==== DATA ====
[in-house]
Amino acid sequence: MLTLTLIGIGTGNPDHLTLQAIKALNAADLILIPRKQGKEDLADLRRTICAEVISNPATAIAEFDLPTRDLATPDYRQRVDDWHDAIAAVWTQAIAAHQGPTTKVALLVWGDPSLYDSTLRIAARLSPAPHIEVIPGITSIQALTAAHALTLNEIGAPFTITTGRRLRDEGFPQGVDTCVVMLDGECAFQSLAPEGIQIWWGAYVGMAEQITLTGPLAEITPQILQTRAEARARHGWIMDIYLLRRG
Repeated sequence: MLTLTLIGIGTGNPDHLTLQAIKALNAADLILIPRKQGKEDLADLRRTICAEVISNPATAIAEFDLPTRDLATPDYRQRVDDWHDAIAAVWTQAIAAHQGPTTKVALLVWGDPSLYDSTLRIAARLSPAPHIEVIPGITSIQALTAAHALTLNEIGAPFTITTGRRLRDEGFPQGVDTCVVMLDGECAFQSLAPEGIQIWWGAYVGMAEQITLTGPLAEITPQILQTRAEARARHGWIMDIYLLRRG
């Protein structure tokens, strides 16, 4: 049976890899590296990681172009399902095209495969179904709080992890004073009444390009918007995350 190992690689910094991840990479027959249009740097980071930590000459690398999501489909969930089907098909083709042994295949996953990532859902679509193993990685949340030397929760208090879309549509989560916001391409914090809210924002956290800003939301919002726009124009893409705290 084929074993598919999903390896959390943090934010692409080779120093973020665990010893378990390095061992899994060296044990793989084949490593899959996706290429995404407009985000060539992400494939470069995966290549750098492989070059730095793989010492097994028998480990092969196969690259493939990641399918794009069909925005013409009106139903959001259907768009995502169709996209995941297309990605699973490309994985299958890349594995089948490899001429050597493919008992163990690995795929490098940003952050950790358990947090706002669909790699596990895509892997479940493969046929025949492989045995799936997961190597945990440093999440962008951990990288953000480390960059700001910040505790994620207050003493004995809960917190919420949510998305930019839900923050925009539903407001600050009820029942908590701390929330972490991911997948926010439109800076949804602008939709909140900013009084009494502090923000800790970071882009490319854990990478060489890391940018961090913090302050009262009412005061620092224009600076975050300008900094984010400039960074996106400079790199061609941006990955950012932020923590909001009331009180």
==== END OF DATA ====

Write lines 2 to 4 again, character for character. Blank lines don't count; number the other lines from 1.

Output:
Amino acid sequence: MLTLTLIGIGTGNPDHLTLQAIKALNAADLILIPRKQGKEDLADLRRTICAEVISNPATAIAEFDLPTRDLATPDYRQRVDDWHDAIAAVWTQAIAAHQGPTTKVALLVWGDPSLYDSTLRIAARLSPAPHIEVIPGITSIQALTAAHALTLNEIGAPFTITTGRRLRDEGFPQGVDTCVVMLDGECAFQSLAPEGIQIWWGAYVGMAEQITLTGPLAEITPQILQTRAEARARHGWIMDIYLLRRG
Repeated sequence: MLTLTLIGIGTGNPDHLTLQAIKALNAADLILIPRKQGKEDLADLRRTICAEVISNPATAIAEFDLPTRDLATPDYRQRVDDWHDAIAAVWTQAIAAHQGPTTKVALLVWGDPSLYDSTLRIAARLSPAPHIEVIPGITSIQALTAAHALTLNEIGAPFTITTGRRLRDEGFPQGVDTCVVMLDGECAFQSLAPEGIQIWWGAYVGMAEQITLTGPLAEITPQILQTRAEARARHGWIMDIYLLRRG
């Protein structure tokens, strides 16, 4: 049976890899590296990681172009399902095209495969179904709080992890004073009444390009918007995350 190992690689910094991840990479027959249009740097980071930590000459690398999501489909969930089907098909083709042994295949996953990532859902679509193993990685949340030397929760208090879309549509989560916001391409914090809210924002956290800003939301919002726009124009893409705290 084929074993598919999903390896959390943090934010692409080779120093973020665990010893378990390095061992899994060296044990793989084949490593899959996706290429995404407009985000060539992400494939470069995966290549750098492989070059730095793989010492097994028998480990092969196969690259493939990641399918794009069909925005013409009106139903959001259907768009995502169709996209995941297309990605699973490309994985299958890349594995089948490899001429050597493919008992163990690995795929490098940003952050950790358990947090706002669909790699596990895509892997479940493969046929025949492989045995799936997961190597945990440093999440962008951990990288953000480390960059700001910040505790994620207050003493004995809960917190919420949510998305930019839900923050925009539903407001600050009820029942908590701390929330972490991911997948926010439109800076949804602008939709909140900013009084009494502090923000800790970071882009490319854990990478060489890391940018961090913090302050009262009412005061620092224009600076975050300008900094984010400039960074996106400079790199061609941006990955950012932020923590909001009331009180």